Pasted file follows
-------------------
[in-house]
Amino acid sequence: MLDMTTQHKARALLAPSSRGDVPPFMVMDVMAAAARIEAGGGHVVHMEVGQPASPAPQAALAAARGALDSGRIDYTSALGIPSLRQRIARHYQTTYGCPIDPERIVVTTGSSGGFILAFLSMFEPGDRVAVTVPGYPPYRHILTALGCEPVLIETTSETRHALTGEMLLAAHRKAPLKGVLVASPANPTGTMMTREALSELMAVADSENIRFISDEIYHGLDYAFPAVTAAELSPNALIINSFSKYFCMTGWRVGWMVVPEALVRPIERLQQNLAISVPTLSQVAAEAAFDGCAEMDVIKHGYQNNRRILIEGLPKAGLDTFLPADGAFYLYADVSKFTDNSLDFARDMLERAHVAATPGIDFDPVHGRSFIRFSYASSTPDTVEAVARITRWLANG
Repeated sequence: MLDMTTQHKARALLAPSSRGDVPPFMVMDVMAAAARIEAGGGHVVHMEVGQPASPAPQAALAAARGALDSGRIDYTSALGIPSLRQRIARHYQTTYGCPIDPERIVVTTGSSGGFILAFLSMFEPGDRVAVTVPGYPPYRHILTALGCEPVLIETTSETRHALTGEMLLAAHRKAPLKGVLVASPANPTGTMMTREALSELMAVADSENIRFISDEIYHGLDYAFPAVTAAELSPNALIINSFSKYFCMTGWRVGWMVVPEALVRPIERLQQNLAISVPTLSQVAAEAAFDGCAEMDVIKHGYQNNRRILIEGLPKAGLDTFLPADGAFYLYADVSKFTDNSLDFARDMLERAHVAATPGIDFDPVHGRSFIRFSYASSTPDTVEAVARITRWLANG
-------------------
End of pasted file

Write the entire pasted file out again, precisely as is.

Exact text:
[in-house]
Amino acid sequence: MLDMTTQHKARALLAPSSRGDVPPFMVMDVMAAAARIEAGGGHVVHMEVGQPASPAPQAALAAARGALDSGRIDYTSALGIPSLRQRIARHYQTTYGCPIDPERIVVTTGSSGGFILAFLSMFEPGDRVAVTVPGYPPYRHILTALGCEPVLIETTSETRHALTGEMLLAAHRKAPLKGVLVASPANPTGTMMTREALSELMAVADSENIRFISDEIYHGLDYAFPAVTAAELSPNALIINSFSKYFCMTGWRVGWMVVPEALVRPIERLQQNLAISVPTLSQVAAEAAFDGCAEMDVIKHGYQNNRRILIEGLPKAGLDTFLPADGAFYLYADVSKFTDNSLDFARDMLERAHVAATPGIDFDPVHGRSFIRFSYASSTPDTVEAVARITRWLANG
Repeated sequence: MLDMTTQHKARALLAPSSRGDVPPFMVMDVMAAAARIEAGGGHVVHMEVGQPASPAPQAALAAARGALDSGRIDYTSALGIPSLRQRIARHYQTTYGCPIDPERIVVTTGSSGGFILAFLSMFEPGDRVAVTVPGYPPYRHILTALGCEPVLIETTSETRHALTGEMLLAAHRKAPLKGVLVASPANPTGTMMTREALSELMAVADSENIRFISDEIYHGLDYAFPAVTAAELSPNALIINSFSKYFCMTGWRVGWMVVPEALVRPIERLQQNLAISVPTLSQVAAEAAFDGCAEMDVIKHGYQNNRRILIEGLPKAGLDTFLPADGAFYLYADVSKFTDNSLDFARDMLERAHVAATPGIDFDPVHGRSFIRFSYASSTPDTVEAVARITRWLANG